Examining terrorism and responses to it

By Kenneth R. Himes, O.F.M. | Print this pagePrint | Email this pageShare
Article Politics War and Peace
Fifty years after the game-changing Second Vatican Council a new generation helps the church respond to today’s signs of the times. Father Kenneth Himes, O.F.M. considers terrorism and responses to it.

Read more scholars on today's signs of the times.

Principle:


Vatican 2.0: A look ahead to the next 50 years

Online Editor| Print this pagePrint | Email this pageShare
Article Environment Ethic of Life Prayer and Sacraments Scripture and Theology Sex and Sexuality Social Justice Spirituality War and Peace Women Young Adults
Fifty years after the game-changing council a new generation helps the church respond to today’s signs of the times.

Rather than taking another nostalgic look back at the Second Vatican Council, the editors of U.S. Catholic decided to mark this month’s 50th anniversary of its opening by inviting some of today’s leading thinkers in the church to sketch out principles that might guide the people of God in responding to several new signs of the times.


Sleeping through genocide?

By Kevin Clarke| Print this pagePrint | Email this pageShare
Article Ethic of Life Social Justice War and Peace
The world needs a wake-up call to save a population at risk of meeting a violent end.

What is happening today in the Nuba mountains is exactly a carbon copy of what has been taking place in Darfur—only even worse,” said Bishop Macram Max Gassis, spiritual leader of Sudan’s Diocese of El Obeid. Gassis was speaking outside the United Nations in New York in July and worrying over what he describes as a deliberate campaign of ethnic cleansing against the Nuba people of Sudan’s South Kordofan state.


Sleeping through genocide?

By Kevin Clarke| Print this pagePrint | Email this pageShare
Article Ethic of Life Social Justice War and Peace
The world needs a wake-up call to save a population at risk of meeting a violent end.

What is happening today in the Nuba mountains is exactly a carbon copy of what has been taking place in Darfur—only even worse,” said Bishop Macram Max Gassis, spiritual leader of Sudan’s Diocese of El Obeid. Gassis was speaking outside the United Nations in New York in July and worrying over what he describes as a deliberate campaign of ethnic cleansing against the Nuba people of Sudan’s South Kordofan state.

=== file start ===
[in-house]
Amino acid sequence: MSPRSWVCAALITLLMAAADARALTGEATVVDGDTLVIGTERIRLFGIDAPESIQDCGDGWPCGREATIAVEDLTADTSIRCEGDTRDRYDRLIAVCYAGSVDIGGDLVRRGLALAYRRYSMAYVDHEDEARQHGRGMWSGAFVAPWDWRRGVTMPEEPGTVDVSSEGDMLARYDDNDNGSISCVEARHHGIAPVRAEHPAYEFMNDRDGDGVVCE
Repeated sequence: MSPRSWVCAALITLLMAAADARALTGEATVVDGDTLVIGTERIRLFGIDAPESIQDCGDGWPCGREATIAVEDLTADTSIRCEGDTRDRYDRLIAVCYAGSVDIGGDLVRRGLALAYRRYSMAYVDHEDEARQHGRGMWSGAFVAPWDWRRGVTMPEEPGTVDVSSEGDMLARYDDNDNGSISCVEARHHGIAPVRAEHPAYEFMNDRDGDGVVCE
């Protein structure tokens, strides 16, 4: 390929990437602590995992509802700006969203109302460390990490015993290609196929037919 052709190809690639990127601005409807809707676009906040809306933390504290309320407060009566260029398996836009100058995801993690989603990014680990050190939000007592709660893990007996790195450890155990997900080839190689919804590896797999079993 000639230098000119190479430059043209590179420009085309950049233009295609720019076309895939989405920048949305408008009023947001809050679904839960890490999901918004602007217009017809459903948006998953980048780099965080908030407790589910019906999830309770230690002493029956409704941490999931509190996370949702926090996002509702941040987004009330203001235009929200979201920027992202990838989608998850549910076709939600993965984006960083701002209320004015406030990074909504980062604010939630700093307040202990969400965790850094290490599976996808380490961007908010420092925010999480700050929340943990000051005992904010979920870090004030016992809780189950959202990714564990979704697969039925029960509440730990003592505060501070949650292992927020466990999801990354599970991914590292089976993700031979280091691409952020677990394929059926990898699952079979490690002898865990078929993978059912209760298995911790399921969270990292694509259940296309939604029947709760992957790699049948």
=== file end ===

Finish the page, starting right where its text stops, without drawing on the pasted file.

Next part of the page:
Conflicted generation: Millennials and the war on terror

By Ruth Graham| Print this pagePrint | Email this pageShare
Article War and Peace Young Adults
For Catholic millennials the past decade of war has mostly remained out of sight and out of mind.

The wars they are a-changin’

By Ruth Graham| Print this pagePrint | Email this pageShare
Article War and Peace Young Adults
The attitudes of young Catholics toward the military conflicts of the last 10 years spring from a complex web of influences that include demographics, church leadership, and media coverage.

But a major piece of the story is the drastic shift from citizens going to war in a country with a mandatory draft to the all-volunteer army we have today.


Conflicted generation: Millennials and the war on terror

By Ruth Graham| Print this pagePrint | Email this pageShare
Article War and Peace Young Adults
For Catholic millennials the past decade of war has mostly remained out of sight and out of mind.

The wars they are a-changin’

By Ruth Graham| Print this pagePrint | Email this pageShare
Article War and Peace Young Adults
The attitudes of young Catholics toward the military conflicts of the last 10 years spring from a complex web of influences that include demographics, church leadership, and media coverage.

But a major piece of the story is the drastic shift from citizens going to war in a country with a mandatory draft to the all-volunteer army we have today.


Guilt by disassociation: The moral toll of war on those who fight it

By Bryan Cones| Print this pagePrint | Email this pageShare
Article War and Peace
The human cost of the war on terror burdens those who fight it.

Americans have grown accustomed to the long list of injuries suffered by the veterans of the wars in Iraq and Afghanistan: brain trauma, shrapnel wounds, lost limbs. Along with these has come a host of psychological and emotional damage: post-traumatic stress disorder, substance dependency and abuse, and depression, all leading to a ballooning rate of suicide among members of the armed forces.


Guilt by disassociation: The moral toll of war on those who fight it

By Bryan Cones| Print this pagePrint | Email this pageShare
Article War and Peace
The human cost of the war on terror burdens those who fight it.

Americans have grown accustomed to the long list of injuries suffered by the veterans of the wars in Iraq and Afghanistan: brain trauma, shrapnel wounds, lost limbs. Along with these has come a host of psychological and emotional damage: post-traumatic stress disorder, substance dependency and abuse, and depression, all leading to a ballooning rate of suicide among members of the armed forces.


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